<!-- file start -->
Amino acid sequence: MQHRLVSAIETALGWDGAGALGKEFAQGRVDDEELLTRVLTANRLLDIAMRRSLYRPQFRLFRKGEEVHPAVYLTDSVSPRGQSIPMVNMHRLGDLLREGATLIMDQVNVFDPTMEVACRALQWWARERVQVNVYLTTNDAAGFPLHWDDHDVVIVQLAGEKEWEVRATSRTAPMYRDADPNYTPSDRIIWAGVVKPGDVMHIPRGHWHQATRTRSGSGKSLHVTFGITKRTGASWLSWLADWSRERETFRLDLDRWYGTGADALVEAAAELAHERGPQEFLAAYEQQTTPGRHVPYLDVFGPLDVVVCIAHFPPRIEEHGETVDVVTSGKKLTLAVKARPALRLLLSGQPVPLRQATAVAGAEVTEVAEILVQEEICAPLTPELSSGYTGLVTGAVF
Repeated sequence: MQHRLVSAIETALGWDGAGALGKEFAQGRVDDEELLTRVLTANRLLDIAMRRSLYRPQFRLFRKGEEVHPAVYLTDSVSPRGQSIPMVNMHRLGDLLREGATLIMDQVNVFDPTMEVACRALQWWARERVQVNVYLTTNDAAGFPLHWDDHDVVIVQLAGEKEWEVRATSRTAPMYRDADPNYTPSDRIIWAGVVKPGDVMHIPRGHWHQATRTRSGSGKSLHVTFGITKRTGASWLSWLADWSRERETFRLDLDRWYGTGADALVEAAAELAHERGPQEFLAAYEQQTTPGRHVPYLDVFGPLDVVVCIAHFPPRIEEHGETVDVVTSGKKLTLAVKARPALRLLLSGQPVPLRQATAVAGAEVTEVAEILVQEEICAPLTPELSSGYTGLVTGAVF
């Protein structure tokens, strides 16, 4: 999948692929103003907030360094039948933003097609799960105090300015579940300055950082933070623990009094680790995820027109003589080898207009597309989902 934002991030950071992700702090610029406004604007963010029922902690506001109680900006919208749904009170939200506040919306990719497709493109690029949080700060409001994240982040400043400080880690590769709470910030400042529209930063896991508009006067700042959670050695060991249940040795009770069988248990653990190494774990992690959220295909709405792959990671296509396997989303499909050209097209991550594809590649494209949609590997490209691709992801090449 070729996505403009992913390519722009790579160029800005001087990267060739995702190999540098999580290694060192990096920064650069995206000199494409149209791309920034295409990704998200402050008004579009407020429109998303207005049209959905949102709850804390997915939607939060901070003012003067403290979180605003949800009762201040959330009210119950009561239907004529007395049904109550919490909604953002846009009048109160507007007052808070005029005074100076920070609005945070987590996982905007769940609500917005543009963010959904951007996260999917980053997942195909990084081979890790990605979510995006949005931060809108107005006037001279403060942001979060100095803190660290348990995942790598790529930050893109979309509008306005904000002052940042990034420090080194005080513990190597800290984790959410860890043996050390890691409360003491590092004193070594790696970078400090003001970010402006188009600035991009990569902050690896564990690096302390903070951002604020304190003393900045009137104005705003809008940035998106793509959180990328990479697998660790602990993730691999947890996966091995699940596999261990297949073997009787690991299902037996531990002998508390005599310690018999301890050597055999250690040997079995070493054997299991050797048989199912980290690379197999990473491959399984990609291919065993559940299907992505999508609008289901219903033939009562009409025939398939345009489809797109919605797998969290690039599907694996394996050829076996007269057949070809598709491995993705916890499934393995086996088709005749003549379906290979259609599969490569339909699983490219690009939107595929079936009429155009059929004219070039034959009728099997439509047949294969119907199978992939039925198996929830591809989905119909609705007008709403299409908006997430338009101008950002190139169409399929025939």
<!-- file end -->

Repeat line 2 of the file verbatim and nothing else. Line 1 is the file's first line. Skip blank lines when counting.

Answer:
Repeated sequence: MQHRLVSAIETALGWDGAGALGKEFAQGRVDDEELLTRVLTANRLLDIAMRRSLYRPQFRLFRKGEEVHPAVYLTDSVSPRGQSIPMVNMHRLGDLLREGATLIMDQVNVFDPTMEVACRALQWWARERVQVNVYLTTNDAAGFPLHWDDHDVVIVQLAGEKEWEVRATSRTAPMYRDADPNYTPSDRIIWAGVVKPGDVMHIPRGHWHQATRTRSGSGKSLHVTFGITKRTGASWLSWLADWSRERETFRLDLDRWYGTGADALVEAAAELAHERGPQEFLAAYEQQTTPGRHVPYLDVFGPLDVVVCIAHFPPRIEEHGETVDVVTSGKKLTLAVKARPALRLLLSGQPVPLRQATAVAGAEVTEVAEILVQEEICAPLTPELSSGYTGLVTGAVF